Gremfest is a DIY Reno music fest, the brainchild of Kelsey Garfinkle and Spencer Kilpatrick and the celebration of a handful of birthdays in their circle of band friends. In the past, they filled their house near the UNR campus with the music and beers. This year, the plan was to camp out in the desert, but wild Reno weather and the fear of getting their shitty vans stuck in mud changed everything.
In the span of a day, they sealed down a new location, 40 Mile Saloon in midtown, informed everyone and had a BBQ out back for early arrivals. This group is always redefining “functional alcoholism.”
The tiny bar’s walls are made of brick and the drums reverberated crisply. It was impossible not to be too loud. I was napping through the first two performances, but I’m sure they were great! If you, the reader, missed it like I did, fear not. One of them, Josiah Knight, is playing with his band, Outlaw Kindred, at The Bluebird on June 2 with Dirtwire.
The first act I did catch actually was great. I can vouch this time. Dainesly pumps out twangy tales in a form of country realism. With a pedal steel guitar at the helm, it fits the country bill sonically, but with more authentic content. Less belt buckles, more Boba Fett references. And just like most bands in Reno, it’s a supergroup, slowly fusing the town’s music scene into one glorious blob.
They closed with Pink Floyd’s “Pigs (Three Different Ones).” It was a brave endeavor, executed exquisitely, complete with “more cowbell” and Roger Water’s heavy breathing.
The Brankas are a two-piece from San Francisco who play some experimental music. The set started with spastic noodling, then random breaks where “I Will Always Love You” played some octaves down. It was playful and fucking weird.
Singer/guitarist Theo Slavin would squeak into his microphone over ridiculous drum beats and absurd melodies. It was like King Gizzard and the Lizard Wizard with less structure and no theme. I’m not sure what the math rock starter pack is, but The Dillinger Escape Plan didn’t prepare me for this. His immense pedal selection was complemented by a hand-level pelican case full of extra knobs, gadgets and a pack of cigarettes.
When you finally reach your wit’s end with the nonsense, they somehow slip into some catchy experimental punk like Los Angeles’ Piebald.
There were plenty of sounds and choices I didn’t understand, but that’s life. They made you ponder, what is “good” anyway?
Shotgun Sawyer from Auburn got into the groove quickly.
“Here’s our drummer David Lee with no top on,” singer/guitarist Dylan Jarman said. “That was early.”
They play sludgy blues fronted by mean slide-guitar riffs. They’re like Electric Wizard, if they were fronted by Duane Allman. They’re like The Black Keys if they were good.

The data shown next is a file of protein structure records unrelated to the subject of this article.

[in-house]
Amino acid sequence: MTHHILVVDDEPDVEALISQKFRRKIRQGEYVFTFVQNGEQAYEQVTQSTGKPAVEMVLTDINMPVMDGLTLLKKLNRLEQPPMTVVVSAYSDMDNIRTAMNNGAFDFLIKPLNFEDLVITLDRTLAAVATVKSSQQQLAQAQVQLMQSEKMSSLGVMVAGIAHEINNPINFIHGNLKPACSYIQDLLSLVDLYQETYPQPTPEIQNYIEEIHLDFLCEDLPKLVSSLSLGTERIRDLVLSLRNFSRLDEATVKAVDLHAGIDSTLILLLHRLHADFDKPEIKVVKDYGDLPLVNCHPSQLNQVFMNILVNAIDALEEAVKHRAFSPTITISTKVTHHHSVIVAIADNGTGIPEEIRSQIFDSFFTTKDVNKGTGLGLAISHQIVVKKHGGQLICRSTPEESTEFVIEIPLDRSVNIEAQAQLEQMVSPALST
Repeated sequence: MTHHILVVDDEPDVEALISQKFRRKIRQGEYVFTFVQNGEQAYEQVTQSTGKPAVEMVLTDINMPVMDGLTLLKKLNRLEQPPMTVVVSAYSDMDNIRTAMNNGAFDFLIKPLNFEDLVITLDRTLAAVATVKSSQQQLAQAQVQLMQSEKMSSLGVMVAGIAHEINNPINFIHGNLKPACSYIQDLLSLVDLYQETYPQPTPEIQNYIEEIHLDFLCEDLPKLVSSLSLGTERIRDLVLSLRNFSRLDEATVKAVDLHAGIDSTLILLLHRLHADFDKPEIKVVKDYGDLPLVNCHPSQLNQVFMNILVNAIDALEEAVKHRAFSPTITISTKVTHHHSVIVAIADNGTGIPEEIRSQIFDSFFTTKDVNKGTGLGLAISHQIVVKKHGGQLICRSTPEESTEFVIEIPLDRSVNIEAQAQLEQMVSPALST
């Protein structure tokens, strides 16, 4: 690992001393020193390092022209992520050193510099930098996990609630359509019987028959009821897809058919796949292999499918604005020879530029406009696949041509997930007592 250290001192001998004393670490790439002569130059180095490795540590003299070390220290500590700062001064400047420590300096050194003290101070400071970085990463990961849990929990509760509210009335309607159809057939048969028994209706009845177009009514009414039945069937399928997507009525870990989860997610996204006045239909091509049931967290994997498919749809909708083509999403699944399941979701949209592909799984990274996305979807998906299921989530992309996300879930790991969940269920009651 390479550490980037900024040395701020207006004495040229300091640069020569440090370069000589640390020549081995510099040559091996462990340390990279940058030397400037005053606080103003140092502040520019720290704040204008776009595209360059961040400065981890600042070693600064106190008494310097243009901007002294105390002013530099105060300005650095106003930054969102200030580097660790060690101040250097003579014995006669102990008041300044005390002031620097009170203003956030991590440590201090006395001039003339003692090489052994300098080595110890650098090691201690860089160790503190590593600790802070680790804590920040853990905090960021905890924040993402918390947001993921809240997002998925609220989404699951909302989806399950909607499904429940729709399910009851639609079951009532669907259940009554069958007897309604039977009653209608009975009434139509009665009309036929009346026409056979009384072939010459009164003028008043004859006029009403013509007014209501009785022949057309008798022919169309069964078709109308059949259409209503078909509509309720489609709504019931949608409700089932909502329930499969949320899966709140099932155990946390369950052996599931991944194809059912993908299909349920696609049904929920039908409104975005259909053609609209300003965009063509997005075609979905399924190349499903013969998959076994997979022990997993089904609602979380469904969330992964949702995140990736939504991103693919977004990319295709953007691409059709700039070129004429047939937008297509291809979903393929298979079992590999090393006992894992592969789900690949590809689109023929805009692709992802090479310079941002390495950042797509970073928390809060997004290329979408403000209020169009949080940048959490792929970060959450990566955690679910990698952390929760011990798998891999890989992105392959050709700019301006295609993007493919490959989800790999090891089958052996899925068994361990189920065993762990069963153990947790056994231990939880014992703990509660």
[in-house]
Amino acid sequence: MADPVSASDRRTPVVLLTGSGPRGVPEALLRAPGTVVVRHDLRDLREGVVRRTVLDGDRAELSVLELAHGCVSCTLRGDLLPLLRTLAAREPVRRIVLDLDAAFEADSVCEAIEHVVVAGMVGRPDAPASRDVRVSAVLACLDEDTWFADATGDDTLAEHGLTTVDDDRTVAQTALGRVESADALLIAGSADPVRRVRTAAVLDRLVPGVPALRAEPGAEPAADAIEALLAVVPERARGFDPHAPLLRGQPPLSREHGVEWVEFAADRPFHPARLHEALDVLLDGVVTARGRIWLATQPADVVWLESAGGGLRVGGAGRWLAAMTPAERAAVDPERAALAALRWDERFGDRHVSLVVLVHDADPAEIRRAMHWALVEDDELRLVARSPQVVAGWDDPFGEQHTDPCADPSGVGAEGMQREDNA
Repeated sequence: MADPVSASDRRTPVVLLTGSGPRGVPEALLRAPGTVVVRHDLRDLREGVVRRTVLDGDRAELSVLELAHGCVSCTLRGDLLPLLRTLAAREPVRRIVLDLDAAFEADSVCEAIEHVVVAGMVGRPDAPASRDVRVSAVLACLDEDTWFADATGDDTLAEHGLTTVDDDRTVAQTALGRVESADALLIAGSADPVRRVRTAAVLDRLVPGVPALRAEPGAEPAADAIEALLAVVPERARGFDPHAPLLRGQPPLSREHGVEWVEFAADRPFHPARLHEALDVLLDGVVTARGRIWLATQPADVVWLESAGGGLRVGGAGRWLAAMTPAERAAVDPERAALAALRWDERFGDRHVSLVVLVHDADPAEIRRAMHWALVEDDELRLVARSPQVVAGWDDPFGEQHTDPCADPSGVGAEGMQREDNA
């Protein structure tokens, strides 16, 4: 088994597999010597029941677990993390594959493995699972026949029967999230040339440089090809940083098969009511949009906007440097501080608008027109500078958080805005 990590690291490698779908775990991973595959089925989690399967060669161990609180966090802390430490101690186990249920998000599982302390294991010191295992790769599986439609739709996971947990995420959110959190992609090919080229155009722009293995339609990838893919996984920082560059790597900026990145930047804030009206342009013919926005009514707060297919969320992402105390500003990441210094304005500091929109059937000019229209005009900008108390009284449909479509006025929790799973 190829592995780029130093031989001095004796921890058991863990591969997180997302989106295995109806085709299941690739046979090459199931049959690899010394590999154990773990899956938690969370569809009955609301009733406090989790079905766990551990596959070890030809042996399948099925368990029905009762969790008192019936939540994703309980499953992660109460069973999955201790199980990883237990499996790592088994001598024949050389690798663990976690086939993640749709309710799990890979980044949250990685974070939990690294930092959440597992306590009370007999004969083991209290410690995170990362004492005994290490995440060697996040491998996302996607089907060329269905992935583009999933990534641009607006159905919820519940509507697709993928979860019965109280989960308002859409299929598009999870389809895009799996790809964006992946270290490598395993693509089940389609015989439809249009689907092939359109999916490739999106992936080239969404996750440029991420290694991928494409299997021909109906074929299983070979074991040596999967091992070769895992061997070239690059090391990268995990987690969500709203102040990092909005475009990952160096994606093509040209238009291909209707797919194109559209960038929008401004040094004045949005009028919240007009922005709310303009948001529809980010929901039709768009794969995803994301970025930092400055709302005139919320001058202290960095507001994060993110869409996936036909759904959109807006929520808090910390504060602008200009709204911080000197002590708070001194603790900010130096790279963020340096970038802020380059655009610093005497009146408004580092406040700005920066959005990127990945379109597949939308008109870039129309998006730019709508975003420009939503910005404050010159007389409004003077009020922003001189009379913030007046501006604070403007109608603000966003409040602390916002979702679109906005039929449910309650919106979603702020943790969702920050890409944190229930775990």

My favorite part of a bassist’s skillset is if they can make you admire the bass during a guitar solo, like Mr. Lee of Rush. Bassist Brett Sanders had a cloudy tone similar to Cliff Burton. It was difficult not to focus on his simple, but pounding bass lines.
On the other hand, a trait of a good guitarist is letting the bass shine. While taking breaks from playing, Jarman also incited a little mosh pit and flirted with another slide guitar fella, Jack Beisel of Hopeless Jack.
“Here’s a song about being from Auburn,” Jarman said. “If you don’t know where Auburn is, fuck you.”
I know where it is!
They delivered an entertaining set and at some point interluded into “Dazed and Confused.” Well played.
Joan and the Rivers are a three-piece band from the Silicon Valley who play music about pizza and Bay Area traffic “that makes you want to drink.” They are also the lovers/best friends/twins separated at birth of Reno’s Failure Machine. The bromance is real.
They scream like madmen, but it somehow comes off as charming. They are exciting and clearly enjoy themselves. They treat each other like brothers.
“We are super glad Gremfest happens,” sing/guitarist Eric Smith said. “We are honored to be here.”
“Eric,” bassist/vocalist Mike Hickel said. “Shut the fuck up!”
During wild guitar solos, Smith would let the crowd provide additional feedback by scratching strings or running their beers against the pickups. Adding to the ruckus, Hickel let his legs buckle and basically trust-fell into the crowd. They were also constantly inquiring about or receiving drinks.
“That was some well-ass whiskey,” Smith said.
The Happy Trails closed the night with high-spirited rock and a song about the Cal-Neva. They featured guitar-slangin’ Spencer Kilpatrick as a new member. At first he just sang backup, but sure enough, he released what I’ve deemed the most soulful voice in Reno. Perhaps the universe. When he and singer/guitarist Luke Fuller take turns on the verse, they get the most bang for their buck.
They both shredded like madmen. As a guitarist, if you sound great with Kilpatrick in your band, you’re on to something. They kept it interesting with lots of tempo changes and a couple covers. They closed with a Shotgun Sawyer song, a cute nod of endearment repeated throughout the two-day fest.
– Tony Contini